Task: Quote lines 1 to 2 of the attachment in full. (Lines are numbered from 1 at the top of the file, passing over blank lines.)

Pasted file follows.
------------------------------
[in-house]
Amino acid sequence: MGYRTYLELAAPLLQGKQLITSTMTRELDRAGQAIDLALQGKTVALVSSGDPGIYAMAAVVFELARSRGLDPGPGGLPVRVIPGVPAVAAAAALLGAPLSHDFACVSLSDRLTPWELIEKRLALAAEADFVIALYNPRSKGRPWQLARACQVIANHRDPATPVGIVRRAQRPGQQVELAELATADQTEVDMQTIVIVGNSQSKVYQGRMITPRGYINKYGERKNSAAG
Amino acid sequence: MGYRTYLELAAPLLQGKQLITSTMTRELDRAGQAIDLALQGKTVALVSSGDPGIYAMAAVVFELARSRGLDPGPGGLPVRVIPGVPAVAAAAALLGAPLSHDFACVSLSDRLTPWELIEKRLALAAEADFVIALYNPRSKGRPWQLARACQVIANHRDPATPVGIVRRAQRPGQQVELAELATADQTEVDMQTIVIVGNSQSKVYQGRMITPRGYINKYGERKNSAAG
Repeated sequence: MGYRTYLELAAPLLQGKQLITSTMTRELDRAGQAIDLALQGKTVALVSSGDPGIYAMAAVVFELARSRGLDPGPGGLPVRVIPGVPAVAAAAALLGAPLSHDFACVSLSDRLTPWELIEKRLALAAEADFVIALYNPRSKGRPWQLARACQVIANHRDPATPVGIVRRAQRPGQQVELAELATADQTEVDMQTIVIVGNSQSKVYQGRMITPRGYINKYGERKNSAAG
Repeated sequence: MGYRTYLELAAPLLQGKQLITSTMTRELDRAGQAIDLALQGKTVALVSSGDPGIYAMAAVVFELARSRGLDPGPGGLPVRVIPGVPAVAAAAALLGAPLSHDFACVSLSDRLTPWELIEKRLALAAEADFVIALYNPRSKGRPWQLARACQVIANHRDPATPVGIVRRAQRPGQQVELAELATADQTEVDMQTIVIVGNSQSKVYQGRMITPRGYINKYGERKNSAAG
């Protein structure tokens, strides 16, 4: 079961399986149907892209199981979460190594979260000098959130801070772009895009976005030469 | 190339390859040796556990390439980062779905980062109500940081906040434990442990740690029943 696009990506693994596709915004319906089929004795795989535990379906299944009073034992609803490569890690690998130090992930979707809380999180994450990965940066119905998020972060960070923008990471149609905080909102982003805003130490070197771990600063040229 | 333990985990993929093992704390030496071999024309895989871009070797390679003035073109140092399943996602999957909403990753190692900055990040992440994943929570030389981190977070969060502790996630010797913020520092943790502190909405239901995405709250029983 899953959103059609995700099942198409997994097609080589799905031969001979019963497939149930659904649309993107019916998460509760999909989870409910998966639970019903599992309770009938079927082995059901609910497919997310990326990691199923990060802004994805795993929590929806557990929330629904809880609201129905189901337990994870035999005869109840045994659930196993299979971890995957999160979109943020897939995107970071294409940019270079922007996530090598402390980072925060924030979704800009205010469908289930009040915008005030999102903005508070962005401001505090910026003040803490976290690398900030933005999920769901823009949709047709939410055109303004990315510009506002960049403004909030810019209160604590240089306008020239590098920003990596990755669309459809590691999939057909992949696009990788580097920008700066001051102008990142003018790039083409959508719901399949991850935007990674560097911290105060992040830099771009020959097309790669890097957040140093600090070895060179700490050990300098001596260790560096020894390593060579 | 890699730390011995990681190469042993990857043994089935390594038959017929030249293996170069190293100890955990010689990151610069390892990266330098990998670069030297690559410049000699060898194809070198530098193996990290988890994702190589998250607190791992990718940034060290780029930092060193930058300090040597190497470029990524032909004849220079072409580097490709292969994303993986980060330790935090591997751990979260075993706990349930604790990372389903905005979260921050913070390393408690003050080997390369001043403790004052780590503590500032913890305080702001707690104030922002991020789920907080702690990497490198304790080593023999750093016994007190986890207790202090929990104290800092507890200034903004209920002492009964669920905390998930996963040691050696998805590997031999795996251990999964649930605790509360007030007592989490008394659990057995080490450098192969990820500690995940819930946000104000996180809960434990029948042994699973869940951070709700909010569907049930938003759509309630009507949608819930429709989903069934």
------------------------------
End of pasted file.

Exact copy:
[in-house]
Amino acid sequence: MGYRTYLELAAPLLQGKQLITSTMTRELDRAGQAIDLALQGKTVALVSSGDPGIYAMAAVVFELARSRGLDPGPGGLPVRVIPGVPAVAAAAALLGAPLSHDFACVSLSDRLTPWELIEKRLALAAEADFVIALYNPRSKGRPWQLARACQVIANHRDPATPVGIVRRAQRPGQQVELAELATADQTEVDMQTIVIVGNSQSKVYQGRMITPRGYINKYGERKNSAAG